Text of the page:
Hey guys...Anyone heard anything about Melinda's agency?
It is Creative Artist Agency, and this is the info on Answers.com...
Creative Artists Agency
Founded Beverly Hills, California, USA (1975)
Headquarters Century City, California
Key people Richard Lovett, President
Bryan Lourd, Co-Chairman
Lee Gabler, Co-Chairman and Head of Television
Rob Light, Co-Chairman and Head of Music
industry = Talent and Literary Agencies
Creative Artists Agency (CAA) is one of the most powerful talent and literary agencies in American show business. Previously headquartered in a I.M. Pei-designed building in Beverly Hills, the agency represents a vast array of actors, writers, directors, and athletes, as well as a variety of companies and their products.
CAA was founded in 1975 by five dissident talent agents employed by the William Morris Agency. Michael Ovitz, Ron Meyer, William Haber, Michael Rosenfeld, and Rowland Perkins met over dinner one night after they discovered that they all had in mind creating an agency of their own. As Ovitz reminisced in a 1989 New York Times article, 'We all sang the same tune, and we came out of that dinner with a clear understanding of how we were going to do it.' However, before they could obtain adequate financing for their new venture, they were fired.
By early 1975, Creative Artists Agency was in business, with a $100,000 line of credit and a $21,000 bank loan, in a small rented office outfitted with card tables and folding chairs. The five agents had only two cars among them, and their wives took turns as agency receptionist. Within about a week, according to one industry insider, they had sold their first three packages, a game show called 'Rhyme and Reason,' the 'Rich Little Show,' and the 'Jackson Five Show.'
At first, CAA's founders planned to form a medium-sized, full-service agency--one that was as unlike Morris as possible in approach and feel. Ovitz, who shortly assumed de facto leadership of the agency, described the company's corporate culture as a blend of Eastern philosophy and team sports. 'I liken myself to the guy running down the court with four other players and throwing the ball to the open guy,' he once said. Theirs was a relaxed partnership based on teamwork, with proceeds shared equally. Clients enjoyed the services of a number of agents because at CAA information was pooled. There were no nameplates on doors, no formal titles, no individual agent client lists. Work practices followed the company's two 'commandments': Be a team player and return phone calls promptly. There was an endless stream of meetings and talk. Because of this, others sometimes referred to CAA agents as the 'Moonies' of the business, famous for 'walking in lock-step,' according to the authors of Hit and Run, the bestseller Hollywood insider account by Griffin and Masters.
With its stable full of actors and about $90 million in annual bookings in the late 1980s, the agency, led by Ovitz, decided to get into movies. Its timing again was propitious, and its approach to the business inventive: CAA used its growing leverage to apply packaging to the movies. CAA's use of packaging changed the face of movie-making, making CAA increasingly powerful in the process.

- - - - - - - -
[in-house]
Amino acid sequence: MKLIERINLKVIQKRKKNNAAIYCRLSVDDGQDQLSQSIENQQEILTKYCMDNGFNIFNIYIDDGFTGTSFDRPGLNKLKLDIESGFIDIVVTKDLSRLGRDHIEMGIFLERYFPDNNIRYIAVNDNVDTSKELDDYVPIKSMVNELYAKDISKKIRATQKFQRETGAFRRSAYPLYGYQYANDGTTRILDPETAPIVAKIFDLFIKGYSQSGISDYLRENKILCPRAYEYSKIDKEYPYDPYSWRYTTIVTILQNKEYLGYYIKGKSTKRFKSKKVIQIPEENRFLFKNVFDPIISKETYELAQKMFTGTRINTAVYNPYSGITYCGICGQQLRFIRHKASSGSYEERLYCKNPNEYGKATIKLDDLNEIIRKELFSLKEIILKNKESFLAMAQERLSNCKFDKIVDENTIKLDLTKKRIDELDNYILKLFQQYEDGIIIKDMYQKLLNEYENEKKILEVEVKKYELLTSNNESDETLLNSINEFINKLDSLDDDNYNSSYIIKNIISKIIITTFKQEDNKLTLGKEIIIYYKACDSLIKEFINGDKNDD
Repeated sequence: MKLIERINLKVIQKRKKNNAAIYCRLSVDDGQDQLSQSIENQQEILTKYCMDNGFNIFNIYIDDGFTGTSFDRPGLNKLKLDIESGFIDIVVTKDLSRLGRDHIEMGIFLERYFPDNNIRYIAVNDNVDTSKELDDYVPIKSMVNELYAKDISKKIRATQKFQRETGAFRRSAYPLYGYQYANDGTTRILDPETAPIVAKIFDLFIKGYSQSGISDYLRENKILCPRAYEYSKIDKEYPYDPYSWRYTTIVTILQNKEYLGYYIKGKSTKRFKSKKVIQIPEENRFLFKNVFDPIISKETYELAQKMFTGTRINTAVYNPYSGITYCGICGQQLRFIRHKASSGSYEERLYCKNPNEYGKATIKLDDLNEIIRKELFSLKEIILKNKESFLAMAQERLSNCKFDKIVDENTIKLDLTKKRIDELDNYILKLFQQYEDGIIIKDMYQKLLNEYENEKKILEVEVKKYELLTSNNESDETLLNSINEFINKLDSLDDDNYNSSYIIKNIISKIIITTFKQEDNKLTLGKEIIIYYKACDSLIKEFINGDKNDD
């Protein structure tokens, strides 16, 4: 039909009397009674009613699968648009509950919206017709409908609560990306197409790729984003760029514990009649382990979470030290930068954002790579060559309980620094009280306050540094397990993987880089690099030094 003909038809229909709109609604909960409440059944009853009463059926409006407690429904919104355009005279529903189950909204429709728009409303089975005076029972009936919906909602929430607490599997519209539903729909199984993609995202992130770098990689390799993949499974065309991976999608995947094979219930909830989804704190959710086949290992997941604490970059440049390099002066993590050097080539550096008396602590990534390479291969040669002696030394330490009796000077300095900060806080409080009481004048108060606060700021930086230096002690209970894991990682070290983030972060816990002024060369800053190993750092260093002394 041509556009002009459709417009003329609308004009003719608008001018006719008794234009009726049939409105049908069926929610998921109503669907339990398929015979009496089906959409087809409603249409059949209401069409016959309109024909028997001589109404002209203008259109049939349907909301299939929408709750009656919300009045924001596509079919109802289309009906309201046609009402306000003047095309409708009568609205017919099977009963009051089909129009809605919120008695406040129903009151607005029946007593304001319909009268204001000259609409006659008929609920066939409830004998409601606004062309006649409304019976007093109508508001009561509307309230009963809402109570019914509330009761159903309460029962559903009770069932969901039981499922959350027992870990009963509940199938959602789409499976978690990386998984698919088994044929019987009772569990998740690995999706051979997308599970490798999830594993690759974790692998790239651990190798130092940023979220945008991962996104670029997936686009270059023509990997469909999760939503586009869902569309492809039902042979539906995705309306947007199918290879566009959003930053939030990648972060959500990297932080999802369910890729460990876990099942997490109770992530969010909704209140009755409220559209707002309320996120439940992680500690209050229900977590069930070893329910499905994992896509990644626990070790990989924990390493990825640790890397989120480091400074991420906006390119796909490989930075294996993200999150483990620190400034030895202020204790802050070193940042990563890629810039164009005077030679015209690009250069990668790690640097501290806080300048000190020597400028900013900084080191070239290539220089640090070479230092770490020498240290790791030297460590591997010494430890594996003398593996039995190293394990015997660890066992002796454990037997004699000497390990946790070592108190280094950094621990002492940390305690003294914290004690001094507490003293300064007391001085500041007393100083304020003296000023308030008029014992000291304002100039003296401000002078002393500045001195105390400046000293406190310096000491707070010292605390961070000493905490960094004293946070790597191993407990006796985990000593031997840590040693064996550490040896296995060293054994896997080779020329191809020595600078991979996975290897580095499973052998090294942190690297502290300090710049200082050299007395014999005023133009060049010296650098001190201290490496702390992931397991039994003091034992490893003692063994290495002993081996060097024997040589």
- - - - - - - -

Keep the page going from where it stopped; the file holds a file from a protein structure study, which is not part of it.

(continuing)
Many studio heads, who did not like the way CAA made deals, insisting that along with desirable projects, studios also had to take 'the dogs.' Instead of the ten percent agents typically made on a contract, CAA insisted upon on a share in the product. Some, including former William Morris Agent David Geffen, blamed CAA in the press for throwing Hollywood's economy out of whack. Representing much of the major talent in the industry, CAA reputedly drove up salaries, and thus, the cost of making movies.
By the mid-1990s, CAA divided its agents into two camps: traditional agents, who oversaw the careers of CAA's 1,000 stars, and specialists, whose expertise in investment banking, consulting, and advertising made CAA into a one-stop shop for digital media. When Ron Meyer and Michael Ovitz left in 1995 for RCA and Disney respectively, the entertainment community watched to see if CAA would fall from the top.
The new management team headed by Richard Lovett, devised a four-point strategy for keeping competitors at bay during its transitional year: Make sure the 100-plus agents remain committed to the new CAA; re-sign longtime clients whose primary relationship was with Ovitz or Meyer; sign up new clients; and put together new movies.
Ovitz, Meyer, and Haber's departure led inevitably to an exodus of some of CAA's top-marquee names, but CAA recovered and continues to be a leader in the entertainment industry. Recently, CAA decided to expand into sports. Athletes such as Derek Jeter, Peyton Manning, and David Beckham and many agents from IMG have joined CAA to utilize their network in the advertising world.
After years in Beverly Hills, CA, in January 2007 CAA moved to a new building in the Century City neighborhood of Los Angeles.
CAA has offices in Los Angeles, CA, New York City, NY, Nashville, TN, Cape Town, South Africa, London, England, Beijing, China Kansas City, MO, St. Louis, MO, Calgary, Alberta, and Stockholm, Sweden.
CAA is a private company, with revenues estimated to be between $250 and $300 million.